Image showing a woman with a blurred face

Strange times

Some people with brain damage, or by a quirk of fate, lack a very specific mental function


Blindness usually results from damage to the eye, but damage to visual processing areas of the brain can also remove vision. Remarkably, some patients have no conscious vision but can still point at a coloured dot on a screen (they are told just to guess where it might be). This suggests that we can ‘see’ things without being consciously being aware of them. There appear to be two pathways of visual information in the brain, one linked to conscious awareness and one that bypasses it.


When a train pulls into a station, most of us hear a range of noises: squeaky wheels, hissing brakes and so on. Some people, though, see a variety of coloured shapes – each specific for a particular sound. Synaesthetes seem to have unusually wired brains, such that auditory signals, for example, link to visual areas. 

There are other types of synaesthesia, including:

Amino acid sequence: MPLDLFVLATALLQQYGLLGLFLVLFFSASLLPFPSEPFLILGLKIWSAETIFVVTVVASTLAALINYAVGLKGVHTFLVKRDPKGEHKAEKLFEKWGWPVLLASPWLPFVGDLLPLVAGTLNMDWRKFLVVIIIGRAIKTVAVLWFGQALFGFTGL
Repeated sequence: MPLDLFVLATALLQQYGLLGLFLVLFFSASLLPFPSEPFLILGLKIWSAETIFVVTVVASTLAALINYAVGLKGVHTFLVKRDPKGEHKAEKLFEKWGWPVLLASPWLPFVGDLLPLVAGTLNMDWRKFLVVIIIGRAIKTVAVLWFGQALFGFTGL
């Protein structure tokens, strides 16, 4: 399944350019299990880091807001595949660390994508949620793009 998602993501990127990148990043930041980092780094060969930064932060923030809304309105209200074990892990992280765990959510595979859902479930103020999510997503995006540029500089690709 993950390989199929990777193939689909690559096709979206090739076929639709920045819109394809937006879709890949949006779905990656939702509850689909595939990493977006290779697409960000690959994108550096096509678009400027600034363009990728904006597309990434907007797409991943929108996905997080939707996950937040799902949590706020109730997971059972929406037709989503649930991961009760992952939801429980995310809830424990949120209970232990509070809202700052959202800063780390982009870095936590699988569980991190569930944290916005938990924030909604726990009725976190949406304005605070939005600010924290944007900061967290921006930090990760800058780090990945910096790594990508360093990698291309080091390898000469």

• grapheme–colour: in which letters/numbers are seen with a different colour
  • number–form: in which all numbers are visualised, even when thinking about only one
  • lexical–gustatory: in which sounds have a specific taste.


People with agnosia lose the ability to recognise particular objects. This can be incredibly specific – they may fail to recognise just tools or animals. They can describe or draw a rake, say, but cannot say what it is. People with prosopagnosia are unable to recognise faces. These conditions imply that there are ‘modules’ in the brain specifically dealing with these features of the outside world.

Lead image:

Photograph showing a woman with a blurred face. People with the condition prosopagnosia cannot recognise faces.

Felipe Morin/Flickr CC BY NC ND

Further reading

About this resource

This resource was first published in ‘Thinking’ in September 2006 and reviewed and updated in August 2014.

Neuroscience, Psychology
Education levels:
16–19, Continuing professional development